Each week, the Internet Archive's tumblr account is completely transformed by a digital resident along a theme of their choosing. [more inside]
"With a flood of dark memes and viral horror stories, the internet is mapping the contours of modern fear" - How creepypasta is reinventing folklore, via io9.
There is a fundamental disconnect between large-scale, for-profit media and the crushing power of enthusiasm, which is that when they try to control it, it instantly isn't real. It's patently unreal. It's excitement given life by force, Pet Sematary-style. But when they don't control it, it isn't profitable. And that means that when they run into people excited about their stuff, they vacillate between an Ebenezerian lack of generosity and a Professor-Harold-Hillian smarm. To own enthusiasm and to exploit it are competing instincts, much as they often seem to be twins. You can, in fact, sometimes best exploit it — or only exploit it — by leaving it alone. -- In what could be considered a Metafilter Manifesto, Mefi's own Linda Holmes takes on the multivariate economics of fandom and the internet.
How The Economic Machine Works by Ray Dalio actually makes a case against austerity and for redistribution, but also for money printing (and, arguably, for bailouts), while stressing the need to keep making productivity-improving public and private investments. However, it could be equally entitled: How The Industrial Age Political-Economy Doesn't Work Anymore, viz. Surviving Progress (2011)... [more inside]
The Internet's Love Affair With Introverts Online might just be the introvert's natural environment, where conversations can be staged, staggered and stopped at their discretion – all from a distance. Thoughts can be edited to perfection, solitary hobbies and pursuits can be meticulously researched before being shared online, friendships maintained without the obligation to meet face-to-face … plus it's never been easier to uncover other introverts and forge friendships without the inconvenience of meeting.
Too much information: Our instincts for privacy evolved in tribal societies where walls didn't exist. No wonder we are hopeless oversharers. [Via]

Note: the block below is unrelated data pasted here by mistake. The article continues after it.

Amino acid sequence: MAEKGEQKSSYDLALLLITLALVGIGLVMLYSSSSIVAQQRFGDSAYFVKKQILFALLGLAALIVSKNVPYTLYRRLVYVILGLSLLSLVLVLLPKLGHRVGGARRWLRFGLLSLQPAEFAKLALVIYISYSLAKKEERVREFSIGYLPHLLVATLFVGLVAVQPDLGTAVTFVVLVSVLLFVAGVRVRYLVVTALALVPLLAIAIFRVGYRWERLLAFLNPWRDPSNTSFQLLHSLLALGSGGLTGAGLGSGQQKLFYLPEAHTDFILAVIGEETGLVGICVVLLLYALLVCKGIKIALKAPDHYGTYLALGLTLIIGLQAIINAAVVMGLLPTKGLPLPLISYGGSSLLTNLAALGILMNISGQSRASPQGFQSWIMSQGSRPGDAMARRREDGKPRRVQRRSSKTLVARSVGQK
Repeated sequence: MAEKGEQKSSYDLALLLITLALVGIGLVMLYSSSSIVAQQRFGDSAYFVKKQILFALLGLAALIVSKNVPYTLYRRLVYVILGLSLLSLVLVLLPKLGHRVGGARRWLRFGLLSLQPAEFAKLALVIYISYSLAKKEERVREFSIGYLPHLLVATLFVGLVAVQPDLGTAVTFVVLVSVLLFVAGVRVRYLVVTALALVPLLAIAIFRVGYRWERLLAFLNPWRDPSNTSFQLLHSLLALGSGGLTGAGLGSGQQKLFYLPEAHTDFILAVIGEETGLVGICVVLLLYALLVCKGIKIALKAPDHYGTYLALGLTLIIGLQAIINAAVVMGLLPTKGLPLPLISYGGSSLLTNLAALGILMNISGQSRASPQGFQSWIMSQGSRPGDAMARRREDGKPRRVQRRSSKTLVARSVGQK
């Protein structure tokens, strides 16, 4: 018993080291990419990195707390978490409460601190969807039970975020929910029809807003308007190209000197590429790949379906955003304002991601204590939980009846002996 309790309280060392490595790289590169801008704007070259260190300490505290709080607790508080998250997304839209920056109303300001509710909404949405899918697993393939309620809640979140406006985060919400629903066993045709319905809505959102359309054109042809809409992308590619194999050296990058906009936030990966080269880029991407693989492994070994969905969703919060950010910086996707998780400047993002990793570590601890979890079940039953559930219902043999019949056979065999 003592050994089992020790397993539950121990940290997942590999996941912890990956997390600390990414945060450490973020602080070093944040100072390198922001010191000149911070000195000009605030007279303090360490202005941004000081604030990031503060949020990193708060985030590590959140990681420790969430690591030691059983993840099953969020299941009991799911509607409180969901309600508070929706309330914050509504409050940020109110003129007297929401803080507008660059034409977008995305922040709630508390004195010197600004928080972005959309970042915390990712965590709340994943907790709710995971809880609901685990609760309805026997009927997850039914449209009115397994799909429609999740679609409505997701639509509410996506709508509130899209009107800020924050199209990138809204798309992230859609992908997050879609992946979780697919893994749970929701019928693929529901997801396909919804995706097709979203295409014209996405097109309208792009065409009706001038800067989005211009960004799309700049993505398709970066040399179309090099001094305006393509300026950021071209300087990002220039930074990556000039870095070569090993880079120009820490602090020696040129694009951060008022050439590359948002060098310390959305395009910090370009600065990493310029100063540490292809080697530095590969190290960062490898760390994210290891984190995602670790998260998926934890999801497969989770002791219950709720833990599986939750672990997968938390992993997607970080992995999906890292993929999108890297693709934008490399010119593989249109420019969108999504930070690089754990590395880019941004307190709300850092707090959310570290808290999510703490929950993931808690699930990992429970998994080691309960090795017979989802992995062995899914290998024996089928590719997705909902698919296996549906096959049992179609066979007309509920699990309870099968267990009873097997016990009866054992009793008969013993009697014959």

Reflecting upon 14 years of blogging and observing internet communities, Anil Dash proposes 10 Rules of the Internet, based upon the lessons that he learned during that time. (via ★interesting; anildash previously on Metafilter)
"Its not like we all sat in silence and stared blankly at our TVs waiting for the Internet to show up. We have probably always had vernacular webs of communication." Digital studies scholar Robert Glenn Howard talks about vaccines, the Christian right [PDF], AC/DC guitar tutorials and other "born-digital folklore" on the "vernacular web."
Every minute a new impossible thing is uploaded to the internet and that improbable event becomes just one of hundreds of extraordinary events that we'll see or hear about today. The internet is like a lens which focuses the extraordinary into a beam, and that beam has become our illumination
Geek Masculinity and the Myth of the Fake Geek Girl - why we get things like the "Imposter" ad and the Tony Harris rant.
"If you’re not getting it wrong really a lot when you’re creating imaginary futures, then you’re just not doing it enough."
Wired talks to William Gibson: on Why Sci-Fi Writers Are (Thankfully) Almost Always Wrong, on Twitter, Antique Watches and Internet Obsessions, and and on Punk Rock, Internet Memes, and ‘Gangnam Style’.
Both inside and outside the walls of Facebook, the story of social games has become one of dead geese and golden eggs, flatlined growth, formulaic games and shady practises. Many warned that the sector was slowing down, but sometimes giants need to fall. It needs to get bad enough before people start to really consider what's next... So what comes next?
In yet another attempt to bring order and usefulness to the comments section of a high traffic news site, Gawker has implemented a new comment system. They are borrowing the basic concept from Slashdot that most comments will never be seen, and thus the focus is to find the interesting conversations that do occur under the article, and promote them with no regard for chronological order . The system shows some promise, although it clearly has a ways to go as a recent article failed to highlight replies in the comments from the subject of the article. Also of note, the photo of Nick Denton used in the article is by MeFi's own mathowie.
The Mommy-Fight Site. What does it mean to raise a child in "America’s highest-income, best-educated Census area? D.C. Urban Moms and Dads might be as close as it gets to a field guide to parentis Washingtonianis" [more inside]
Fungible: A treatise on fungibility, or, a framework for understanding the mess the news industry is in and the opportunities that lie ahead. The younger the person you ask, the less likely it is you’ll find that link between wanting to know what’s going on and grabbing a paper or opening up a news website. They use Pinterest to figure out what’s fashionable and Facebook to see if there’s anything fun going on next weekend. They use Facebook just the same to figure out whether there’s anything they need to be upset about and need to protest against.